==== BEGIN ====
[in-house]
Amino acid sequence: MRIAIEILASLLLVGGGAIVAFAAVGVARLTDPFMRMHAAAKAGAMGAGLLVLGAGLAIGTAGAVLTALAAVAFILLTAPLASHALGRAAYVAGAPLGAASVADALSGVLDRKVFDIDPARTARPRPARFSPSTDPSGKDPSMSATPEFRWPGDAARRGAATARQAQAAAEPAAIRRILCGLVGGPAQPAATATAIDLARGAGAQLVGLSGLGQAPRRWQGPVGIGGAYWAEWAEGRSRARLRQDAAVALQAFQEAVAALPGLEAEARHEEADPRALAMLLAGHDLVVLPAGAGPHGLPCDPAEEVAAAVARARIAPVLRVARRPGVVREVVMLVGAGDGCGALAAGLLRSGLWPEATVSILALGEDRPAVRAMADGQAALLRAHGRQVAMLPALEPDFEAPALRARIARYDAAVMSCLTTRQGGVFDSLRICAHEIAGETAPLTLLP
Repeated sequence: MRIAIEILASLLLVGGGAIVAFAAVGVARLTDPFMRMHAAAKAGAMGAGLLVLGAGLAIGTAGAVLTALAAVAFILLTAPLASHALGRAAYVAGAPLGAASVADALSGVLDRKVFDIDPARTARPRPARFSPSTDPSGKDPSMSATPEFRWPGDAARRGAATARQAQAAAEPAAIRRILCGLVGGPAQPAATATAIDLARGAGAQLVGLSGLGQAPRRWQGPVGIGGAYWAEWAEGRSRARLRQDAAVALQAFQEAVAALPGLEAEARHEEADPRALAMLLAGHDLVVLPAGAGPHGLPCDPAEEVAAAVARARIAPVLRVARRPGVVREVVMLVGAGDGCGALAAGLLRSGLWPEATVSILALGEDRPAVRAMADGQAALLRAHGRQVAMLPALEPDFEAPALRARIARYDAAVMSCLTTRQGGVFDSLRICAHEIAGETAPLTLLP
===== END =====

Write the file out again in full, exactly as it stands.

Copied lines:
[in-house]
Amino acid sequence: MRIAIEILASLLLVGGGAIVAFAAVGVARLTDPFMRMHAAAKAGAMGAGLLVLGAGLAIGTAGAVLTALAAVAFILLTAPLASHALGRAAYVAGAPLGAASVADALSGVLDRKVFDIDPARTARPRPARFSPSTDPSGKDPSMSATPEFRWPGDAARRGAATARQAQAAAEPAAIRRILCGLVGGPAQPAATATAIDLARGAGAQLVGLSGLGQAPRRWQGPVGIGGAYWAEWAEGRSRARLRQDAAVALQAFQEAVAALPGLEAEARHEEADPRALAMLLAGHDLVVLPAGAGPHGLPCDPAEEVAAAVARARIAPVLRVARRPGVVREVVMLVGAGDGCGALAAGLLRSGLWPEATVSILALGEDRPAVRAMADGQAALLRAHGRQVAMLPALEPDFEAPALRARIARYDAAVMSCLTTRQGGVFDSLRICAHEIAGETAPLTLLP
Repeated sequence: MRIAIEILASLLLVGGGAIVAFAAVGVARLTDPFMRMHAAAKAGAMGAGLLVLGAGLAIGTAGAVLTALAAVAFILLTAPLASHALGRAAYVAGAPLGAASVADALSGVLDRKVFDIDPARTARPRPARFSPSTDPSGKDPSMSATPEFRWPGDAARRGAATARQAQAAAEPAAIRRILCGLVGGPAQPAATATAIDLARGAGAQLVGLSGLGQAPRRWQGPVGIGGAYWAEWAEGRSRARLRQDAAVALQAFQEAVAALPGLEAEARHEEADPRALAMLLAGHDLVVLPAGAGPHGLPCDPAEEVAAAVARARIAPVLRVARRPGVVREVVMLVGAGDGCGALAAGLLRSGLWPEATVSILALGEDRPAVRAMADGQAALLRAHGRQVAMLPALEPDFEAPALRARIARYDAAVMSCLTTRQGGVFDSLRICAHEIAGETAPLTLLP